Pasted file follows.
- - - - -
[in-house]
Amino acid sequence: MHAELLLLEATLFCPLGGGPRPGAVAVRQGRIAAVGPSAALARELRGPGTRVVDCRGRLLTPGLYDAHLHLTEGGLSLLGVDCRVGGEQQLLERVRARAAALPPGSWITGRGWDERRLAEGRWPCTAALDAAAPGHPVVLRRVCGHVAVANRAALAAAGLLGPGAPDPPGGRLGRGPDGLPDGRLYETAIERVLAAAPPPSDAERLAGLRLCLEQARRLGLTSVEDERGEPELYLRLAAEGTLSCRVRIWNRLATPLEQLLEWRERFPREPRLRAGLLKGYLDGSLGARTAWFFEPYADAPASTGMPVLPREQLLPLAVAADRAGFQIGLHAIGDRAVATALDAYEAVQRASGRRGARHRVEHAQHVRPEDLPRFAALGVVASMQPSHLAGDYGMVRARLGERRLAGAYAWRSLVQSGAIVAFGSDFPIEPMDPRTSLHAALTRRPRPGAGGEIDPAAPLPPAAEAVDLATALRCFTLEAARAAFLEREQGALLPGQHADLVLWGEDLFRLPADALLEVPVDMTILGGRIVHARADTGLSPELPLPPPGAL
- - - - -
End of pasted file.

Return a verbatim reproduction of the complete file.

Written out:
[in-house]
Amino acid sequence: MHAELLLLEATLFCPLGGGPRPGAVAVRQGRIAAVGPSAALARELRGPGTRVVDCRGRLLTPGLYDAHLHLTEGGLSLLGVDCRVGGEQQLLERVRARAAALPPGSWITGRGWDERRLAEGRWPCTAALDAAAPGHPVVLRRVCGHVAVANRAALAAAGLLGPGAPDPPGGRLGRGPDGLPDGRLYETAIERVLAAAPPPSDAERLAGLRLCLEQARRLGLTSVEDERGEPELYLRLAAEGTLSCRVRIWNRLATPLEQLLEWRERFPREPRLRAGLLKGYLDGSLGARTAWFFEPYADAPASTGMPVLPREQLLPLAVAADRAGFQIGLHAIGDRAVATALDAYEAVQRASGRRGARHRVEHAQHVRPEDLPRFAALGVVASMQPSHLAGDYGMVRARLGERRLAGAYAWRSLVQSGAIVAFGSDFPIEPMDPRTSLHAALTRRPRPGAGGEIDPAAPLPPAAEAVDLATALRCFTLEAARAAFLEREQGALLPGQHADLVLWGEDLFRLPADALLEVPVDMTILGGRIVHARADTGLSPELPLPPPGAL